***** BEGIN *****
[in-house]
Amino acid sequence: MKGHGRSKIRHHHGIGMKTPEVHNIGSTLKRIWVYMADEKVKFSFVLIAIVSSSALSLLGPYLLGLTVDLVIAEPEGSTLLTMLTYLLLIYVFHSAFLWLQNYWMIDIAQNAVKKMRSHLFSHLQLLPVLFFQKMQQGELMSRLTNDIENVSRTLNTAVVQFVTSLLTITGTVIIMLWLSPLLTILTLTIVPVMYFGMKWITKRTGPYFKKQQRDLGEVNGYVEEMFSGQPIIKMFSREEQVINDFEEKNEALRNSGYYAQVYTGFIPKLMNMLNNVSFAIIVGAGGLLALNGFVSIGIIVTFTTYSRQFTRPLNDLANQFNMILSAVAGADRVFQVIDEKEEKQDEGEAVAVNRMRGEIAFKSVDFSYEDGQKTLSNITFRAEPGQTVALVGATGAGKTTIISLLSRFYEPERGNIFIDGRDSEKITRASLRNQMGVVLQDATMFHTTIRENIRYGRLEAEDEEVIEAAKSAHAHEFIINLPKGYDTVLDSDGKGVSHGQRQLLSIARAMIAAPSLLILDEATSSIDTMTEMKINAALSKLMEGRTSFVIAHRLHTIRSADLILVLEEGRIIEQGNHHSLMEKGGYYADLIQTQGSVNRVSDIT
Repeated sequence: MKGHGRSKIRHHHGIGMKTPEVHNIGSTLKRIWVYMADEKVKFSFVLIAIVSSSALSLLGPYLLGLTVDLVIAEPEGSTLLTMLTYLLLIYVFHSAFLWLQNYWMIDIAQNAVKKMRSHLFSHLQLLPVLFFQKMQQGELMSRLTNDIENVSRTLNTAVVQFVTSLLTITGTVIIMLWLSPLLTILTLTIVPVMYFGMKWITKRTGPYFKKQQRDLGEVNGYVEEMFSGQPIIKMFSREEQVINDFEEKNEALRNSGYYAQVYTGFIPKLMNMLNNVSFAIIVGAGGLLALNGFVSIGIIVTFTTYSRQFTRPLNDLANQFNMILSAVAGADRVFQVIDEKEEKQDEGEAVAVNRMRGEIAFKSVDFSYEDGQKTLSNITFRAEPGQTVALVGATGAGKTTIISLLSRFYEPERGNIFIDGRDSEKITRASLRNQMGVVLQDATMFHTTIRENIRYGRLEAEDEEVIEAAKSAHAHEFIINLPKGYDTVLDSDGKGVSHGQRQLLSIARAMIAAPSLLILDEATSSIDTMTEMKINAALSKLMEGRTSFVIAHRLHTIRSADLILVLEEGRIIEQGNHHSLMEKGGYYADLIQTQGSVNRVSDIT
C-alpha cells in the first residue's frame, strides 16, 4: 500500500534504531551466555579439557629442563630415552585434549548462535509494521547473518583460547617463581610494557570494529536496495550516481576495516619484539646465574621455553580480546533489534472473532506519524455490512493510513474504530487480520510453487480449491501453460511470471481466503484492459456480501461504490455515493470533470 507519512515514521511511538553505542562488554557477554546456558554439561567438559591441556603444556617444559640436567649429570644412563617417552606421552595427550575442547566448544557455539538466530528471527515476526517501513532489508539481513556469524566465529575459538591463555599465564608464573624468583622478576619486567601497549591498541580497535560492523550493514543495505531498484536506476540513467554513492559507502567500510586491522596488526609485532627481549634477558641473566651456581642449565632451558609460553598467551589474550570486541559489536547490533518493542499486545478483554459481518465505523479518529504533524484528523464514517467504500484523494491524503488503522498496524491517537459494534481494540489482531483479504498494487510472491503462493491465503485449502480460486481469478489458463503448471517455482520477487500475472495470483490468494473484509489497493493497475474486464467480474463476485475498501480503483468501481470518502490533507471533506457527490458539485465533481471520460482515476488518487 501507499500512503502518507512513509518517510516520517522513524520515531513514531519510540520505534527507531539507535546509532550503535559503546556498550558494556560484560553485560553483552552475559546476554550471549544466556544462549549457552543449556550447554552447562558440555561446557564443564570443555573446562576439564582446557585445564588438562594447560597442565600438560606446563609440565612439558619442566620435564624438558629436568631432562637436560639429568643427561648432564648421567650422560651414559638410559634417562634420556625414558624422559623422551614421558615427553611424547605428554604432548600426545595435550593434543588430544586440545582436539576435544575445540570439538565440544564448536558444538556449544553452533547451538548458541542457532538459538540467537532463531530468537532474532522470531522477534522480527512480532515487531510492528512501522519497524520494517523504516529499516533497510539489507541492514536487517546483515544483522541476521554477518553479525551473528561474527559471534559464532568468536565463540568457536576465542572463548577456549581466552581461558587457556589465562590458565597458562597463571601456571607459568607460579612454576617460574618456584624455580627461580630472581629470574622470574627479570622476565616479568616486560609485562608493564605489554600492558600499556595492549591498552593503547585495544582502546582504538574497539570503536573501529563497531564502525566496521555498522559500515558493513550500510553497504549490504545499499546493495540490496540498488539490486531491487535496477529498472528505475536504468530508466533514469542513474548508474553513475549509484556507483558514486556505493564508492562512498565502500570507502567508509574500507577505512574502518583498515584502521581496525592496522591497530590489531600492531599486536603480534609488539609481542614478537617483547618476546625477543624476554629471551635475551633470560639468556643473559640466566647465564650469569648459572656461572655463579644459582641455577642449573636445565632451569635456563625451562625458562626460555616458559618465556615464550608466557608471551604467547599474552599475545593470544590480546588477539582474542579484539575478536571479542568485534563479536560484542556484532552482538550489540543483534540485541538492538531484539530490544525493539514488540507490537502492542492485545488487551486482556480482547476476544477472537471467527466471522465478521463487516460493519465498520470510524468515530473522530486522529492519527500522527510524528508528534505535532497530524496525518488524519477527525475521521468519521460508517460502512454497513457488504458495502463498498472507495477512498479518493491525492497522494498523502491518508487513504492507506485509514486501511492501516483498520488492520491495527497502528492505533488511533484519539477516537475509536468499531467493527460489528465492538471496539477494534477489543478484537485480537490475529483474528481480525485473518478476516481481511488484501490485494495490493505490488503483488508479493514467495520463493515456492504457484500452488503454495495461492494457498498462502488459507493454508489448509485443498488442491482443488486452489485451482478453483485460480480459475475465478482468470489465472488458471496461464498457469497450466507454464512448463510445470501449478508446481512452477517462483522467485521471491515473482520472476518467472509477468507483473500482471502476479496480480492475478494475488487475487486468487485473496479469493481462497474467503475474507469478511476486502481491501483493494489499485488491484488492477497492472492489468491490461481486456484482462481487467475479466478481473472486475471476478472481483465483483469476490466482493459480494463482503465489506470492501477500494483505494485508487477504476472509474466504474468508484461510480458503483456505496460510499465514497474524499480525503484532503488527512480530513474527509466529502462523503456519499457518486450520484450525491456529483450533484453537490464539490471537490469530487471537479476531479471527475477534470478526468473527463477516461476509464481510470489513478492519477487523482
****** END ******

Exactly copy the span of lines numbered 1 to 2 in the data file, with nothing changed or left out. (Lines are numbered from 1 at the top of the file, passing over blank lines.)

[in-house]
Amino acid sequence: MKGHGRSKIRHHHGIGMKTPEVHNIGSTLKRIWVYMADEKVKFSFVLIAIVSSSALSLLGPYLLGLTVDLVIAEPEGSTLLTMLTYLLLIYVFHSAFLWLQNYWMIDIAQNAVKKMRSHLFSHLQLLPVLFFQKMQQGELMSRLTNDIENVSRTLNTAVVQFVTSLLTITGTVIIMLWLSPLLTILTLTIVPVMYFGMKWITKRTGPYFKKQQRDLGEVNGYVEEMFSGQPIIKMFSREEQVINDFEEKNEALRNSGYYAQVYTGFIPKLMNMLNNVSFAIIVGAGGLLALNGFVSIGIIVTFTTYSRQFTRPLNDLANQFNMILSAVAGADRVFQVIDEKEEKQDEGEAVAVNRMRGEIAFKSVDFSYEDGQKTLSNITFRAEPGQTVALVGATGAGKTTIISLLSRFYEPERGNIFIDGRDSEKITRASLRNQMGVVLQDATMFHTTIRENIRYGRLEAEDEEVIEAAKSAHAHEFIINLPKGYDTVLDSDGKGVSHGQRQLLSIARAMIAAPSLLILDEATSSIDTMTEMKINAALSKLMEGRTSFVIAHRLHTIRSADLILVLEEGRIIEQGNHHSLMEKGGYYADLIQTQGSVNRVSDIT